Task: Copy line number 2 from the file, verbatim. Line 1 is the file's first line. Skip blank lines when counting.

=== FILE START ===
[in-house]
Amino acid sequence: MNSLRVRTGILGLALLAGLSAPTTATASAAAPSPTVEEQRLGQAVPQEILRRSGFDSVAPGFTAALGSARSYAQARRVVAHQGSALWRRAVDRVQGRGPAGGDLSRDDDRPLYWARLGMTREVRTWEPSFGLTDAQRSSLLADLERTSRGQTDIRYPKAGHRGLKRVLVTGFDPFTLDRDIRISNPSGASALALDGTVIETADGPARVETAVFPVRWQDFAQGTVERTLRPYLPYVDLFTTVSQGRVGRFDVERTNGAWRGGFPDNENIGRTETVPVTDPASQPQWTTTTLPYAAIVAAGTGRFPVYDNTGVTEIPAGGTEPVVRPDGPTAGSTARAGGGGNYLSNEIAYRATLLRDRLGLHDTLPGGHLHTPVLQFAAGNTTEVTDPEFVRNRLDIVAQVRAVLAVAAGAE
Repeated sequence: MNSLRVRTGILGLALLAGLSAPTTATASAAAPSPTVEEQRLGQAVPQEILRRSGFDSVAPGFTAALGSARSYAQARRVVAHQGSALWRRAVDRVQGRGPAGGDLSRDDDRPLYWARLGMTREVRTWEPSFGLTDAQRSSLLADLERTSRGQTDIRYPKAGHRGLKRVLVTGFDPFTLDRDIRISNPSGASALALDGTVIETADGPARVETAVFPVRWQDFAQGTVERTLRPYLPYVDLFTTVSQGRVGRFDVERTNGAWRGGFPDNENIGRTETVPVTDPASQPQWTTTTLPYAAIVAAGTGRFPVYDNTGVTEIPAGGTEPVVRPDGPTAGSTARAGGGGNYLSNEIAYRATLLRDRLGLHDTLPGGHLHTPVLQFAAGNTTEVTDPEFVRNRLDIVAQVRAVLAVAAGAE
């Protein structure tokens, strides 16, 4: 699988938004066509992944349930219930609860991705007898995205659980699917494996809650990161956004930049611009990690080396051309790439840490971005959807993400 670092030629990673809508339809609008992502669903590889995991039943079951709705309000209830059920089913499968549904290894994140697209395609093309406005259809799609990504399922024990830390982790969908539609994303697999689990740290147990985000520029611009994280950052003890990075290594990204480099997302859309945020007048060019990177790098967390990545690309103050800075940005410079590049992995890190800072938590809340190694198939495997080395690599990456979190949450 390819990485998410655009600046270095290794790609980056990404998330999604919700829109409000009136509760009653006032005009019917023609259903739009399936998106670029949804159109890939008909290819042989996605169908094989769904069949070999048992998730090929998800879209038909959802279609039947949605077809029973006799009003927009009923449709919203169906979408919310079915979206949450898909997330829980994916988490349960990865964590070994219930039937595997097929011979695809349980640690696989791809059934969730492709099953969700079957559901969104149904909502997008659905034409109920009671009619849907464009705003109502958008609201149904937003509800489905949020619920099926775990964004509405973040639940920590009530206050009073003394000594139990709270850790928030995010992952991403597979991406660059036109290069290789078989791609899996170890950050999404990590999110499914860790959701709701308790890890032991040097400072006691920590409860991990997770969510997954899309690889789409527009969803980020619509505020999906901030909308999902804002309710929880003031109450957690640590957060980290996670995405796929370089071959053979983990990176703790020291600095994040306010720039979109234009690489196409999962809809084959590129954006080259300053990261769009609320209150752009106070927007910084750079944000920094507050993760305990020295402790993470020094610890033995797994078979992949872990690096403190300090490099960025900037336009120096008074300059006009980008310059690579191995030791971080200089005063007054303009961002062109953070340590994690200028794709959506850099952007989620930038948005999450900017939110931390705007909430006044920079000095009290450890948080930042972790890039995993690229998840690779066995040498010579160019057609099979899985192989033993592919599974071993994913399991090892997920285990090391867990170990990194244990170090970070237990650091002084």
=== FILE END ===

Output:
Amino acid sequence: MNSLRVRTGILGLALLAGLSAPTTATASAAAPSPTVEEQRLGQAVPQEILRRSGFDSVAPGFTAALGSARSYAQARRVVAHQGSALWRRAVDRVQGRGPAGGDLSRDDDRPLYWARLGMTREVRTWEPSFGLTDAQRSSLLADLERTSRGQTDIRYPKAGHRGLKRVLVTGFDPFTLDRDIRISNPSGASALALDGTVIETADGPARVETAVFPVRWQDFAQGTVERTLRPYLPYVDLFTTVSQGRVGRFDVERTNGAWRGGFPDNENIGRTETVPVTDPASQPQWTTTTLPYAAIVAAGTGRFPVYDNTGVTEIPAGGTEPVVRPDGPTAGSTARAGGGGNYLSNEIAYRATLLRDRLGLHDTLPGGHLHTPVLQFAAGNTTEVTDPEFVRNRLDIVAQVRAVLAVAAGAE